Meenakshi Temple was originally built by Kulasekarer Pandya in the 6th century BC, but the credit for the present look of the temple goes to the Nayakas, who ruled Madurai from 16th to 18th century. The reign of the Nayaks marks the golden period of Madurai when art, architecture and learning flourished expansively. The riot of colors, however, is a more recent addition.
The temple complex covers around 45 acres and is surrounded by 12 gateway towers called gopurams, the tallest of which is the famous southern tower that rises to 52 meters. Each gopuram is a multi-storied structure in the shape of a steep pyramid, covered with thousands of stone figures of animals, gods, goddesses and demons painted in all colors of the rainbow.
There are several shrines inside the complex dedicated to goddess Meenakshi, her consort Lord Shiva (also called Sundareswarar) and their son, the elephant god Ganesha. Both the Meenakshi and Sundareswarar shrines have gold plated towers whose tops can be seen from a great distance. There is also a sacred water tank, several halls and innumerable Mandapas. Scattered throughout the complex are staggering number of sculptures and statues of gods, warriors on horses, battle scenes, and even characters from the mighty Indian epic Mahabharata. There are an estimated 33,000 sculptures all over the temple.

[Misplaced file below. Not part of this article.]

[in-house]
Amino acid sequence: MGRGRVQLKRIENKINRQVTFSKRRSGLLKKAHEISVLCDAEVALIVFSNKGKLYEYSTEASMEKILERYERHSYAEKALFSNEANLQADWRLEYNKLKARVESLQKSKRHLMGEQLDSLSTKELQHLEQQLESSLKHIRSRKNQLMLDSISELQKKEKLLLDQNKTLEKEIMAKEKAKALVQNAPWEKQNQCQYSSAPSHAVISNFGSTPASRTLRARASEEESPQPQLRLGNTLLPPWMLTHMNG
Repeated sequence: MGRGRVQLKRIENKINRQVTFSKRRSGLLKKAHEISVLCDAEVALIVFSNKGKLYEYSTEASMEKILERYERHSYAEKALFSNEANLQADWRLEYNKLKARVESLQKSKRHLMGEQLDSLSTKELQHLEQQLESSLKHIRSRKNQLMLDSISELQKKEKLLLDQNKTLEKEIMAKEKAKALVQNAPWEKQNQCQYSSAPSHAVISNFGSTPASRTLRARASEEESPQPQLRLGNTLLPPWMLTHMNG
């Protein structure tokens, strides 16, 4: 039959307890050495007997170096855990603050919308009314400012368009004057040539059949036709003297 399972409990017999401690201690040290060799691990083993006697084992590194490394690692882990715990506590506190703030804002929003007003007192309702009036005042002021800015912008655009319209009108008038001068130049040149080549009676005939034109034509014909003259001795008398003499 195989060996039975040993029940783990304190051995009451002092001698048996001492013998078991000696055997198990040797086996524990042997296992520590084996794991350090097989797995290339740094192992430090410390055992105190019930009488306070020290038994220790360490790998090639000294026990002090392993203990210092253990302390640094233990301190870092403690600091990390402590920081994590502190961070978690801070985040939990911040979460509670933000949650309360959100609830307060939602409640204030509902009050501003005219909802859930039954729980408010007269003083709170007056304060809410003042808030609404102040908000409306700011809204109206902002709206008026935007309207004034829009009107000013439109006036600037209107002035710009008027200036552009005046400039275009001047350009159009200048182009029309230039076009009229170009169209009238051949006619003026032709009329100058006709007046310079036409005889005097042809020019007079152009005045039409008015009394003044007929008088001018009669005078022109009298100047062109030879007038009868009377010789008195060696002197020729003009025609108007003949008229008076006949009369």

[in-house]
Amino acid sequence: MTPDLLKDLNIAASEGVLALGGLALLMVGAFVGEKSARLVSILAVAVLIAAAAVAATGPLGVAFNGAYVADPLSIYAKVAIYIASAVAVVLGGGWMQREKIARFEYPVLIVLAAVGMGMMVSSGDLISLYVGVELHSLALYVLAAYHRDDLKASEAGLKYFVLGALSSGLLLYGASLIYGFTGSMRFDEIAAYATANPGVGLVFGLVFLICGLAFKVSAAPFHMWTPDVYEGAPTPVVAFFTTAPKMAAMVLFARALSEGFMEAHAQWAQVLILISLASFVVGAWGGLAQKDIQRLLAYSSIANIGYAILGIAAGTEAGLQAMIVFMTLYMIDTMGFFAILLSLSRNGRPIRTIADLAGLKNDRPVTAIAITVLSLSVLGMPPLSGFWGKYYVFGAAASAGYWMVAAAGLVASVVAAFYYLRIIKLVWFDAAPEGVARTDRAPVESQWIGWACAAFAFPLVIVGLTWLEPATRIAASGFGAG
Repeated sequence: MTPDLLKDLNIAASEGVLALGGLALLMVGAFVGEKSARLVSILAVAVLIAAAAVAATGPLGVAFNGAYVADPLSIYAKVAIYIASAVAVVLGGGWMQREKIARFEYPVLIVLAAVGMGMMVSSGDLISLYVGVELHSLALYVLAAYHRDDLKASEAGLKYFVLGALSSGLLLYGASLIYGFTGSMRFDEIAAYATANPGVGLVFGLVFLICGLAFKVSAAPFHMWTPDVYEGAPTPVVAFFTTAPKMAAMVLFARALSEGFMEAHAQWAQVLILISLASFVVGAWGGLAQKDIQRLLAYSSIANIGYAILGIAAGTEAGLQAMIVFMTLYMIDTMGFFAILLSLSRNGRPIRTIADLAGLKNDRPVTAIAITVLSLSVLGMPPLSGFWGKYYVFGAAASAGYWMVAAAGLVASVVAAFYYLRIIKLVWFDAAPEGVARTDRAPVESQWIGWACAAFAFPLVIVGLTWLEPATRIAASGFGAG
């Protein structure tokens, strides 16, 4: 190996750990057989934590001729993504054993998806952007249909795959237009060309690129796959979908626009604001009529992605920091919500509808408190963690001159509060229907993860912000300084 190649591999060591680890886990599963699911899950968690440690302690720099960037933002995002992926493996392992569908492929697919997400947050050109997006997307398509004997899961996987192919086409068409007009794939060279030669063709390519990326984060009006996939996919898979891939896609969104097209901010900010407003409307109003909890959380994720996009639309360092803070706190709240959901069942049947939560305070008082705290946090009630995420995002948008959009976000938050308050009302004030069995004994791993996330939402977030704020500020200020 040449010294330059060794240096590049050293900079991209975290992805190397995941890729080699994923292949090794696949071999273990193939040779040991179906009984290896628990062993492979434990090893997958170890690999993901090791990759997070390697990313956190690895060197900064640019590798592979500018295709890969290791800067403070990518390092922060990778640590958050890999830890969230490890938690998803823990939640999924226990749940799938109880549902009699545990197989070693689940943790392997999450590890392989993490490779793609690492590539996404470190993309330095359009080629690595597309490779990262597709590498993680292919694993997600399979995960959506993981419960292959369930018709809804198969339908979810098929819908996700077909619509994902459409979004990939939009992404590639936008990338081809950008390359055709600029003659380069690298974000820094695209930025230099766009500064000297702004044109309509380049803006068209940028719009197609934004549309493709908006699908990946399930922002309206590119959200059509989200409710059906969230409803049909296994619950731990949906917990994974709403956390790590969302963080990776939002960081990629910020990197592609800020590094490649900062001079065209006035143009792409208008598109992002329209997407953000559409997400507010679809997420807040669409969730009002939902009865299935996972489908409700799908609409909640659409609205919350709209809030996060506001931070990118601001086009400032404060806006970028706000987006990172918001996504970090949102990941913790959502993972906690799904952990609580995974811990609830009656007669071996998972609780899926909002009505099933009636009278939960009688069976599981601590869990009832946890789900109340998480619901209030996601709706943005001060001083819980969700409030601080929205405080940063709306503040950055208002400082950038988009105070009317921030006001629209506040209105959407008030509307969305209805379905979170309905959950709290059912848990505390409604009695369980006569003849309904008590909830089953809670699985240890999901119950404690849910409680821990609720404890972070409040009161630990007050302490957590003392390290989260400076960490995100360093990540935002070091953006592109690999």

The temple wasn’t always so vividly painted. The original structure was probably unpainted granite. Then people started painting the sculptures because they wanted the temple to look colorful during big events and festivals. Although it’s pretty to look at, the mindless renovations over the years have deposited thick layers of enamel paint and cement over the ancient structures, hiding the beauty of the original stone sculptures which lay underneath.
Thankfully, for the last few decades there has been a growing awareness on the need to preserve the original beauty of the temple. Several restoration work had taken place in recent years with the intention of restoring the centuries-old Meenakshi Temple to its original state. ..."